When a kid rides the school bus, we expect they might encounter some silly songs, loud conversations and possibly a paper airplane or two. What we don't expect is for them to have to bear witness to racist behavior and hateful words. But that's exactly what happened to one middle school child this week when she recorded kids on the bus reciting a racist chant that included repeating the N-word over and over again.
A 13-year-old Rockville, Maryland, student was riding her bus home from Robert Frost Middle School on Tuesday when students around her erupted in a racist chant. When she arrived home, she showed her parents a seven-second recording of the chant she'd made on the bus, in which the kids around her can be heard saying, "1, 2, 3, 4, how many n*****s are in my store?"
Her outraged parents posted the video on social media, along with a message about how disappointing it is that their daughter had to experience this kind of racism on her ride home from school. As her dad pointed out, these kids likely learned these racial slurs at home, and it's disturbing that a large group of middle school students could be so ignorant about how hurtful and hateful their words truly are.
The video of the chant has been viewed more than 200,000 times and prompted a meeting between the family and school officials. Officials say they're launching an investigation into the incident and plan to use this as a "teachable moment" about race, culture and diversity. Given the horrifying nature of the chant, it seems those are lessons these children desperately need.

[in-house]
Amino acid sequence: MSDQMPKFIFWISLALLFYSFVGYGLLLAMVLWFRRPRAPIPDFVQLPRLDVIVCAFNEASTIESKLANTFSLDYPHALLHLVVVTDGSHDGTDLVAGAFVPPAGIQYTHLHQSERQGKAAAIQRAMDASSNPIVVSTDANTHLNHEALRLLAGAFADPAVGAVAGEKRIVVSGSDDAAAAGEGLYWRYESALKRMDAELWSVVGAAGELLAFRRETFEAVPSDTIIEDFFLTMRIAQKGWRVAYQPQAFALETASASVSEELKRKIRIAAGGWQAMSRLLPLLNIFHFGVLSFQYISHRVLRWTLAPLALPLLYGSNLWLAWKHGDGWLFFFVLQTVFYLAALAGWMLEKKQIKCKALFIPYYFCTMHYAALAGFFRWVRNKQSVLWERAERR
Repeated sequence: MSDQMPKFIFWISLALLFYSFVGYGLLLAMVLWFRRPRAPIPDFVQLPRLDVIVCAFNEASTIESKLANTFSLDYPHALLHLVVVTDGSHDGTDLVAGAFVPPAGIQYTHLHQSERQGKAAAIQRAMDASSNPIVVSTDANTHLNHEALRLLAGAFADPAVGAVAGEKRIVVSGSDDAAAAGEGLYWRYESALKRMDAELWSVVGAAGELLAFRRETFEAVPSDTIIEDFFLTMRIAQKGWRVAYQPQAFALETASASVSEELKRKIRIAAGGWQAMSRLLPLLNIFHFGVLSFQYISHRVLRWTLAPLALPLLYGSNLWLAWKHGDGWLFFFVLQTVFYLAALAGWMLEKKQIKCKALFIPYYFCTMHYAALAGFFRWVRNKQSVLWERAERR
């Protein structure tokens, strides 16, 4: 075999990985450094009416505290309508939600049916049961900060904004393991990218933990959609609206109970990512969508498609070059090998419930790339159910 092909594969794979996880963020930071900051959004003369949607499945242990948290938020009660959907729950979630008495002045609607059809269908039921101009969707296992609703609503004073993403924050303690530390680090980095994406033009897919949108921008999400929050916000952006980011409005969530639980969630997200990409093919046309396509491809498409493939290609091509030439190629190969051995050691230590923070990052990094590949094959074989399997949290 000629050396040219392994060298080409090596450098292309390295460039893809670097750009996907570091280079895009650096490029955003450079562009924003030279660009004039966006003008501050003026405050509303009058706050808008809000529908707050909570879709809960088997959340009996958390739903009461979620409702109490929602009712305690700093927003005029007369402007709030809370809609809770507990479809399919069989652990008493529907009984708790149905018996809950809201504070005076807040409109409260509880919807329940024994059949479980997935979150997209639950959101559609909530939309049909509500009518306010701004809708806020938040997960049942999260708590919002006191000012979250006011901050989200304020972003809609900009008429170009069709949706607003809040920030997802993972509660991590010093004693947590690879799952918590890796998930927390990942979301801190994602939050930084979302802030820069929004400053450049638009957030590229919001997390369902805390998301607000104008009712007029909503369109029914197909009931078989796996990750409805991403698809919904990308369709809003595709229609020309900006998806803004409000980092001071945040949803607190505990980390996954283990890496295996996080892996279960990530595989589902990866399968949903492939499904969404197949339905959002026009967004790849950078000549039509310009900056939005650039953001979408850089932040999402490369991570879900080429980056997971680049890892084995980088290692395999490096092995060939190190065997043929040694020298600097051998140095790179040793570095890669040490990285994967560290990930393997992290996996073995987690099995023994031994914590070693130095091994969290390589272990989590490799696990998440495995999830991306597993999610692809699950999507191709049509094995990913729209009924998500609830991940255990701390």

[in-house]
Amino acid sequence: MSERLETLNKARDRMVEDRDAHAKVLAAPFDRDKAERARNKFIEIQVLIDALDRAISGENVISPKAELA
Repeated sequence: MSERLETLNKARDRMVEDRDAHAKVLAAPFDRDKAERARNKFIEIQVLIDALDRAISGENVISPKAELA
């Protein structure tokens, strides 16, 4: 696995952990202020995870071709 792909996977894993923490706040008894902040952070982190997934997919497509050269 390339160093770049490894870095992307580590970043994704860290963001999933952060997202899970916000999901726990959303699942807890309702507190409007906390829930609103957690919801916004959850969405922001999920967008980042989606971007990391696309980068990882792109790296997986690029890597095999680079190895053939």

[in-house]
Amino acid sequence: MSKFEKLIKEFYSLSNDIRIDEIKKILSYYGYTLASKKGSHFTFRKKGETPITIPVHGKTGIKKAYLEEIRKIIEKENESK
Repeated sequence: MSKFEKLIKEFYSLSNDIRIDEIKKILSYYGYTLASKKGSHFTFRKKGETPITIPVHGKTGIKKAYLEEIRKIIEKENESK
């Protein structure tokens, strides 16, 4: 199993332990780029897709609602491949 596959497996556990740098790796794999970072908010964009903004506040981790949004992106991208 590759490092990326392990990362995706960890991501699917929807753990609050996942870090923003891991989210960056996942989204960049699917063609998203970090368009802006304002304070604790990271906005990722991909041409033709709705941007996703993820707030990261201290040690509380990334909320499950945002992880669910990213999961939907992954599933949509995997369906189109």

As parents, it's our job to promote equality and respect in our homes so our children practice it whenever they leave our doorstep. That means having frequent discussions with our kids, not just about "treating everyone the same way" or being nice, but also about privilege, the history of racism in our society and how certain words, actions and phrases work to oppress and intimidate people of different races, cultures, genders and sexual orientations.
It's completely unacceptable that a group of 13-year-old kids would think it's OK to say the N-word or any other racial slur. And while it's admirable that one student recorded the incident and spoke out with her family, it's something she shouldn't have to do. A child shouldn't be forced to listen to racial slurs on her bus ride home or to encounter casual racism throughout her school day. Eliminating racist behavior starts at home, and an incident like this should be a huge red flag to all parents that we're simply not doing enough.
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